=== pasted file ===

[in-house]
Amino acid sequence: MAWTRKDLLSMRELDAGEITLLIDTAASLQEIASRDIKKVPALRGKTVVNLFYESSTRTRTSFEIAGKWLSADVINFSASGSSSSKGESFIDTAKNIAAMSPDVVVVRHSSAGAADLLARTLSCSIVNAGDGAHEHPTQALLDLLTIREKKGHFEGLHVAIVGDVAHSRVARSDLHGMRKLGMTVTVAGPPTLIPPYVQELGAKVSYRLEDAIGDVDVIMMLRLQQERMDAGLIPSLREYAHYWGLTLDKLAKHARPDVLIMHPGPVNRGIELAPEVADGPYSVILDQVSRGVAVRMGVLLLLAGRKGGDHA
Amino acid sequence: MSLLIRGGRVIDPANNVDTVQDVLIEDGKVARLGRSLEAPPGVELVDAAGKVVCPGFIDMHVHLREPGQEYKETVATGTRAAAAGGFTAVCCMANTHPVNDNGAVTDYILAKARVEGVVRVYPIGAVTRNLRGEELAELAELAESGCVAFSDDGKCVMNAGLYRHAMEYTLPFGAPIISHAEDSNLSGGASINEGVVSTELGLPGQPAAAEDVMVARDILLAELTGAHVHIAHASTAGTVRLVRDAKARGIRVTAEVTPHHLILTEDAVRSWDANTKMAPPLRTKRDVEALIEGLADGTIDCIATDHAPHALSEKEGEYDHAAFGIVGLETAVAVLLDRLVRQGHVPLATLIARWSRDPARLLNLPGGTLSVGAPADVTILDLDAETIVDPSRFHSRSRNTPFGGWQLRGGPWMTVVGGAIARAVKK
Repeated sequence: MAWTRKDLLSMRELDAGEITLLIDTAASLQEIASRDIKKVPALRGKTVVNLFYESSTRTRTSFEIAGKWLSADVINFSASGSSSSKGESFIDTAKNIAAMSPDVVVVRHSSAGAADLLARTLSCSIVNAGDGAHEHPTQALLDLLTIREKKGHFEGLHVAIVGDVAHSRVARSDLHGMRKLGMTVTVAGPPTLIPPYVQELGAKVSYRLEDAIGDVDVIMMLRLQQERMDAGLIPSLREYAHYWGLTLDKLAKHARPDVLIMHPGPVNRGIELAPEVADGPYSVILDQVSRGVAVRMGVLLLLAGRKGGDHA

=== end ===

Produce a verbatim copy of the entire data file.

[in-house]
Amino acid sequence: MAWTRKDLLSMRELDAGEITLLIDTAASLQEIASRDIKKVPALRGKTVVNLFYESSTRTRTSFEIAGKWLSADVINFSASGSSSSKGESFIDTAKNIAAMSPDVVVVRHSSAGAADLLARTLSCSIVNAGDGAHEHPTQALLDLLTIREKKGHFEGLHVAIVGDVAHSRVARSDLHGMRKLGMTVTVAGPPTLIPPYVQELGAKVSYRLEDAIGDVDVIMMLRLQQERMDAGLIPSLREYAHYWGLTLDKLAKHARPDVLIMHPGPVNRGIELAPEVADGPYSVILDQVSRGVAVRMGVLLLLAGRKGGDHA
Amino acid sequence: MSLLIRGGRVIDPANNVDTVQDVLIEDGKVARLGRSLEAPPGVELVDAAGKVVCPGFIDMHVHLREPGQEYKETVATGTRAAAAGGFTAVCCMANTHPVNDNGAVTDYILAKARVEGVVRVYPIGAVTRNLRGEELAELAELAESGCVAFSDDGKCVMNAGLYRHAMEYTLPFGAPIISHAEDSNLSGGASINEGVVSTELGLPGQPAAAEDVMVARDILLAELTGAHVHIAHASTAGTVRLVRDAKARGIRVTAEVTPHHLILTEDAVRSWDANTKMAPPLRTKRDVEALIEGLADGTIDCIATDHAPHALSEKEGEYDHAAFGIVGLETAVAVLLDRLVRQGHVPLATLIARWSRDPARLLNLPGGTLSVGAPADVTILDLDAETIVDPSRFHSRSRNTPFGGWQLRGGPWMTVVGGAIARAVKK
Repeated sequence: MAWTRKDLLSMRELDAGEITLLIDTAASLQEIASRDIKKVPALRGKTVVNLFYESSTRTRTSFEIAGKWLSADVINFSASGSSSSKGESFIDTAKNIAAMSPDVVVVRHSSAGAADLLARTLSCSIVNAGDGAHEHPTQALLDLLTIREKKGHFEGLHVAIVGDVAHSRVARSDLHGMRKLGMTVTVAGPPTLIPPYVQELGAKVSYRLEDAIGDVDVIMMLRLQQERMDAGLIPSLREYAHYWGLTLDKLAKHARPDVLIMHPGPVNRGIELAPEVADGPYSVILDQVSRGVAVRMGVLLLLAGRKGGDHA